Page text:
We want to see children in positive and peaceful relationships in their families and. We are working towards this by:
- Ensuring families and communities understand children’s rights with emphasis on the importance of birth registration
- Strengthening boys’ and girls’ resilience and capacity to become veritable actors for their protection and that of their peers
- Contributing to eliminate all harmful practices, such as child marriage, that affect childhood and jeopardize children’s future
- Making sure children live in safe communities with adequate places to play and develop
- Making sure children are respected and allowed to participate in decisions that affect them
Low levels of education and awareness among parents about child rights such as their registration at birth and proper care in the different phases of life, coupled with the improper interpretation of religious texts, put many children in Niger at risk.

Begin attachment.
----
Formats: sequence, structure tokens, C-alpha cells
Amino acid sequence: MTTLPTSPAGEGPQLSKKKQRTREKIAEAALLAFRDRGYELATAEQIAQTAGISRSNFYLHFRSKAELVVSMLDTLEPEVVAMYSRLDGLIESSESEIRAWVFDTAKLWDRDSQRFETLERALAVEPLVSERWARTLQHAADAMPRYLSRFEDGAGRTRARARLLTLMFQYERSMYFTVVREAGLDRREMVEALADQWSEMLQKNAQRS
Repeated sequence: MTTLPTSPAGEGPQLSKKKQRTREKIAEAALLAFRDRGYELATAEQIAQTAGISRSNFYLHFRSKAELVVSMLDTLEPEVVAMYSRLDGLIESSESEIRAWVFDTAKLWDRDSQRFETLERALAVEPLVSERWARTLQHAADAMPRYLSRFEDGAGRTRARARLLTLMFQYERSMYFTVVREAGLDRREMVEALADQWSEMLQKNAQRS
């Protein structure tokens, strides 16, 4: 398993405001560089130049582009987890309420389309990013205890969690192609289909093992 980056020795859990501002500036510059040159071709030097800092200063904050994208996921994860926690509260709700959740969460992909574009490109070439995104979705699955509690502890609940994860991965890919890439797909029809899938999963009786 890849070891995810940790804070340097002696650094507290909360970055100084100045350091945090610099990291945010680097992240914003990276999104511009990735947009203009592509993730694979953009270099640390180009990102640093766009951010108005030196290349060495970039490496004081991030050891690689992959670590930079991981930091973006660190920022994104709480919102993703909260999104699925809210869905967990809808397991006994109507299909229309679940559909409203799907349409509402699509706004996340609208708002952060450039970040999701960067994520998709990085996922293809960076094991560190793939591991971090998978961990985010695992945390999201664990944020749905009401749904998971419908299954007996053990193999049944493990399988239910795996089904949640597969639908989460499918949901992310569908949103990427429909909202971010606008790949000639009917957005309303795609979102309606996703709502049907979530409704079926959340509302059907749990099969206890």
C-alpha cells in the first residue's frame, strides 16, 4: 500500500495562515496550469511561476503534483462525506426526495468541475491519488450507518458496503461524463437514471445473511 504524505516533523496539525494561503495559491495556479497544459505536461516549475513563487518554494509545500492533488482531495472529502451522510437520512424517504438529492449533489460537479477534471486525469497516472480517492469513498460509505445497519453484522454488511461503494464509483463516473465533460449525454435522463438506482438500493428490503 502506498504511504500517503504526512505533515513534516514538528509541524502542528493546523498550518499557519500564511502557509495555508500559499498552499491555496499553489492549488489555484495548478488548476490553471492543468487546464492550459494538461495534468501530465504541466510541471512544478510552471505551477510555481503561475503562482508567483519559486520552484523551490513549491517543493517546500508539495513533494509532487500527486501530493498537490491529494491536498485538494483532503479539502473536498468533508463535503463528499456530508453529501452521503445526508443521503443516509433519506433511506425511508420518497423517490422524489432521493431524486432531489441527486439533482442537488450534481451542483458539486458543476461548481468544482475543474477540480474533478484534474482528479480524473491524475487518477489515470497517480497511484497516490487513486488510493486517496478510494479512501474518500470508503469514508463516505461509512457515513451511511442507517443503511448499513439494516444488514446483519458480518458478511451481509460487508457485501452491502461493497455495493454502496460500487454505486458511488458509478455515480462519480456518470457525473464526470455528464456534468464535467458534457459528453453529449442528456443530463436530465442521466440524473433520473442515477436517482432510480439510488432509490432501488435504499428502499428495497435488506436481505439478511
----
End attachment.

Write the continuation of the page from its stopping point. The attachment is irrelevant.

We are working with the Government of Niger to make birth registration more accessible to families. To improve family and community relationships, we are providing parents and faith leaders with a right understanding of the role of families/communities and of discipline, one that does not involve physical aggression nor any other harmful practice.
Yes! Children in areas where we work are much more likely to have a birth certificate. 250 children’s clubs were established to teach children about their rights and 1,500 heads of family and community leaders trained to celebrate families.
- More than 12,200 birth certificates or birth declarative judgments were issued
- 79.7% 1 in areas where World Vision is working compared to 29% nationally
- 78% 2 of children aged 12-18 declare having a strong relationship with their parents or caregivers
*Numbers from 2016-2017
- See how our "It Takes a World to End Violence Against Children" campaign is furthering our work to ensure all children in Niger are protected, participating and experiencing the love of God and their neighbours.
- Read how our Child-Friendly Spaces have helped children, like Fanna, recover from the trauma of being displaced and learn to be children again.